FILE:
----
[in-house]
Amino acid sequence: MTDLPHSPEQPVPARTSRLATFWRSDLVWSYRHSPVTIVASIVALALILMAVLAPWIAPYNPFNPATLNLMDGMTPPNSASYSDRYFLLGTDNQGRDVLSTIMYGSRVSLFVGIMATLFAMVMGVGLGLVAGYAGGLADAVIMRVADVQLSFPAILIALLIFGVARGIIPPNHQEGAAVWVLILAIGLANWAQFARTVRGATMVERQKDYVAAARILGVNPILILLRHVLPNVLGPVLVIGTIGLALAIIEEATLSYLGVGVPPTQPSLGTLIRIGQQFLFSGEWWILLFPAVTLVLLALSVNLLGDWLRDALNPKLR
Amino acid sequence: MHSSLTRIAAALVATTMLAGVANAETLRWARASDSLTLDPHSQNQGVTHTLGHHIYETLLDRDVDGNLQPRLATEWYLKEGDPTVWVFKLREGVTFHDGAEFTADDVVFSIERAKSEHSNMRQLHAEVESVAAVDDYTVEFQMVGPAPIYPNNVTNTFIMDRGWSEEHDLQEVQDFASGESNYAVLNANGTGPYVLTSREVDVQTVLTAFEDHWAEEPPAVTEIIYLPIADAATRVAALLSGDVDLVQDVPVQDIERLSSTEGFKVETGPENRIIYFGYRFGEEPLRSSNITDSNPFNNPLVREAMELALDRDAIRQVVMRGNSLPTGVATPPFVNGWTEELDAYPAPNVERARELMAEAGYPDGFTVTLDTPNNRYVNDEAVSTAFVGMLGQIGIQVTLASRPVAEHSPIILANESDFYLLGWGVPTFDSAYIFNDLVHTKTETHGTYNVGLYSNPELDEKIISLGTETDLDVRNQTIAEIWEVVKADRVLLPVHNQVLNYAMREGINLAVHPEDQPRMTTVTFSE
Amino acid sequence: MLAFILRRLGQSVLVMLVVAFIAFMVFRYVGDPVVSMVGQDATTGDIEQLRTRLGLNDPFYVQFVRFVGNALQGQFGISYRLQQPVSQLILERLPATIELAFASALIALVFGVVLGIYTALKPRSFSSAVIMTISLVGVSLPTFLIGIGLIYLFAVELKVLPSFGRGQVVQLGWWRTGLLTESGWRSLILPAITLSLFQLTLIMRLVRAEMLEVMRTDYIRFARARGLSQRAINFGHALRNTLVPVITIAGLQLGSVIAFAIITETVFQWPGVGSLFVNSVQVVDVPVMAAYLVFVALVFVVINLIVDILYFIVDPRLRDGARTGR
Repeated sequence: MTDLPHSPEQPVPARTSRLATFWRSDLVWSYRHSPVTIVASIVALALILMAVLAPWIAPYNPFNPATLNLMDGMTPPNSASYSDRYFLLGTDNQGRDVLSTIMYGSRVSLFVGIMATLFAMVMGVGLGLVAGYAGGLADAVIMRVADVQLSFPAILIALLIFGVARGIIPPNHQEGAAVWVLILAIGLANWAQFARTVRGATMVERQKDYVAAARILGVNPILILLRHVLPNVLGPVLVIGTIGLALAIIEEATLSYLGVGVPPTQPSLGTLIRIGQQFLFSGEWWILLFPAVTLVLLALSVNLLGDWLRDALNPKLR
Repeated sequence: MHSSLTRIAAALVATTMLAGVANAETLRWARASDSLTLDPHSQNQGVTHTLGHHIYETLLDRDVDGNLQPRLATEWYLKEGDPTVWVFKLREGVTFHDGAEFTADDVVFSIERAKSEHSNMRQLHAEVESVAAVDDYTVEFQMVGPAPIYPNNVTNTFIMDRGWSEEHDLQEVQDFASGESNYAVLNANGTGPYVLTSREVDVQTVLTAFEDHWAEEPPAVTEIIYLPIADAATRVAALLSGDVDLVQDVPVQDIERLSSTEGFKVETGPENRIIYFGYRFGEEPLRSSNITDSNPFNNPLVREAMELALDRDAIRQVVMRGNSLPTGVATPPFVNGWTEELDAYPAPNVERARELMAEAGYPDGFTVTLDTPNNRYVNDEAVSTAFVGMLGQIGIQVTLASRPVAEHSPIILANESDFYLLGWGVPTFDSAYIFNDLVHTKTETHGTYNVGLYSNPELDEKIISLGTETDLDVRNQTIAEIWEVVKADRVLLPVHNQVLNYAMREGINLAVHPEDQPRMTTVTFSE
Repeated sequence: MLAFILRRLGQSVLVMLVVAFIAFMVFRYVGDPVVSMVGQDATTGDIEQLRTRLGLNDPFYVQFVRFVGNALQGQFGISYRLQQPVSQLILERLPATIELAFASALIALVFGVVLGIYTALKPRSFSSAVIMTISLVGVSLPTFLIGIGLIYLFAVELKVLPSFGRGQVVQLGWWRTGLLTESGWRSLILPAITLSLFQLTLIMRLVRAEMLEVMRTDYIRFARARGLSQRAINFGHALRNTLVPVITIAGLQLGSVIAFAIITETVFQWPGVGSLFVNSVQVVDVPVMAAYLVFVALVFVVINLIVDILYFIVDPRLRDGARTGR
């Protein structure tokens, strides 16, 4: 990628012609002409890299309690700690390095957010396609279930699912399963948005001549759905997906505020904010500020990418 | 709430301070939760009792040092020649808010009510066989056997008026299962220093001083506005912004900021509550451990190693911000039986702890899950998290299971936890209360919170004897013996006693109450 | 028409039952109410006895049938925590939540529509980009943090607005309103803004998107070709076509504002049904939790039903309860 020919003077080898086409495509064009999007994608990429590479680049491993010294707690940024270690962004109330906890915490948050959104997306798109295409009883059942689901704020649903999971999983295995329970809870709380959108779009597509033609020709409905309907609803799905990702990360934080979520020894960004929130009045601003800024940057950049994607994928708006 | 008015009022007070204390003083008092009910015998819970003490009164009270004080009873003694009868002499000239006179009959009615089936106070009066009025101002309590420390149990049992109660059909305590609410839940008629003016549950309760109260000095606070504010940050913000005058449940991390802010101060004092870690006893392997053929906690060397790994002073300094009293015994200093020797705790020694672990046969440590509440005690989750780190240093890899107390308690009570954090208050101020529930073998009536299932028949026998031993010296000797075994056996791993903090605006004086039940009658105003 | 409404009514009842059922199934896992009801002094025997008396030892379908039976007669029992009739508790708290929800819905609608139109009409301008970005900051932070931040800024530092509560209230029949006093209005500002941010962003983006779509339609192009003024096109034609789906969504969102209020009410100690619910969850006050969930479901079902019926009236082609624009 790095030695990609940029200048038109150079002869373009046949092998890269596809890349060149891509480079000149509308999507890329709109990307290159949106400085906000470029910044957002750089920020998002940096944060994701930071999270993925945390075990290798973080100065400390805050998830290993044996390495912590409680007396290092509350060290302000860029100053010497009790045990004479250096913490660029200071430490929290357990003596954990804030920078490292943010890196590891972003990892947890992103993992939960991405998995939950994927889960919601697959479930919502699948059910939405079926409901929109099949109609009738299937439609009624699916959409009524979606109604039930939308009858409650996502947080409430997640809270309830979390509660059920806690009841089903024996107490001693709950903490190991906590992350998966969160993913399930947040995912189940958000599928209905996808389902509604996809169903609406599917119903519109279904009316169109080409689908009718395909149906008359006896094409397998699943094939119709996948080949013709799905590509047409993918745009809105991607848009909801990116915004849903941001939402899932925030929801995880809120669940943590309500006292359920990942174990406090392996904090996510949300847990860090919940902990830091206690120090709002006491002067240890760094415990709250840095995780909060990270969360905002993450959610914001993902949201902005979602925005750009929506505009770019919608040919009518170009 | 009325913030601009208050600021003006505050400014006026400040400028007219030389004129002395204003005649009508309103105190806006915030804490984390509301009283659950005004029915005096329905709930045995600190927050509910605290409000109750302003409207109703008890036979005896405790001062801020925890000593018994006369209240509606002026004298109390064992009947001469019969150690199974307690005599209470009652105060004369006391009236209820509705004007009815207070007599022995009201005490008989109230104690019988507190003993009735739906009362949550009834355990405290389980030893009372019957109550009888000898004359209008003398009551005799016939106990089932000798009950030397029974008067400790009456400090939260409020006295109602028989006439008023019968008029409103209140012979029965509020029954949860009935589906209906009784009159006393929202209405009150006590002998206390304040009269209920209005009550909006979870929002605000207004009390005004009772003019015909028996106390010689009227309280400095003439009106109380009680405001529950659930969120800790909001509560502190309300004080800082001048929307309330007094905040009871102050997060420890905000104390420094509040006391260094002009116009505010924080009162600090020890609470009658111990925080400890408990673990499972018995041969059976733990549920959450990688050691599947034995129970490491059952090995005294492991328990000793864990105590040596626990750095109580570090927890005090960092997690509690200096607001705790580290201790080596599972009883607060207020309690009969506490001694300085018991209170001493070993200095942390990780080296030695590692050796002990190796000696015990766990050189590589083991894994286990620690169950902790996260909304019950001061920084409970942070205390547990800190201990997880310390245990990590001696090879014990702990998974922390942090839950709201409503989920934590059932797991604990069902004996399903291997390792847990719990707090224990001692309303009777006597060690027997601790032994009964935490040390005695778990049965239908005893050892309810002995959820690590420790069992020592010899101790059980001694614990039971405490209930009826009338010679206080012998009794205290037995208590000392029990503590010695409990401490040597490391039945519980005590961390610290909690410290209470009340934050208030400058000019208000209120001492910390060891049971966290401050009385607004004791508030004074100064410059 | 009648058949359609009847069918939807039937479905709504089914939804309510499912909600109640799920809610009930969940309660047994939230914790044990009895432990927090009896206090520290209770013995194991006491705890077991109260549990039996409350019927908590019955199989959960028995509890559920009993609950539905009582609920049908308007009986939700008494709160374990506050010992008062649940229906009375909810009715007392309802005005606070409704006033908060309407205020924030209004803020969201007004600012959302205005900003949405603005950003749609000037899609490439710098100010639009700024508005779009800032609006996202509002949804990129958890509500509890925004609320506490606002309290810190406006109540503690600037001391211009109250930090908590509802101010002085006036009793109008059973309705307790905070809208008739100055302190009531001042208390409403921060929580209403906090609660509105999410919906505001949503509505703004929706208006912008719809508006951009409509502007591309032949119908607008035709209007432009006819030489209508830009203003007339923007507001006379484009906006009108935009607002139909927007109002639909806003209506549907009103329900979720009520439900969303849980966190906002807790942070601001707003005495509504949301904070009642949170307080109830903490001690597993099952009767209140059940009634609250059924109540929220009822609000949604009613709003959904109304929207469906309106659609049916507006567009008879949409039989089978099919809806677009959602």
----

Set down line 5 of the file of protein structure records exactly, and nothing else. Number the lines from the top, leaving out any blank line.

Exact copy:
Repeated sequence: MTDLPHSPEQPVPARTSRLATFWRSDLVWSYRHSPVTIVASIVALALILMAVLAPWIAPYNPFNPATLNLMDGMTPPNSASYSDRYFLLGTDNQGRDVLSTIMYGSRVSLFVGIMATLFAMVMGVGLGLVAGYAGGLADAVIMRVADVQLSFPAILIALLIFGVARGIIPPNHQEGAAVWVLILAIGLANWAQFARTVRGATMVERQKDYVAAARILGVNPILILLRHVLPNVLGPVLVIGTIGLALAIIEEATLSYLGVGVPPTQPSLGTLIRIGQQFLFSGEWWILLFPAVTLVLLALSVNLLGDWLRDALNPKLR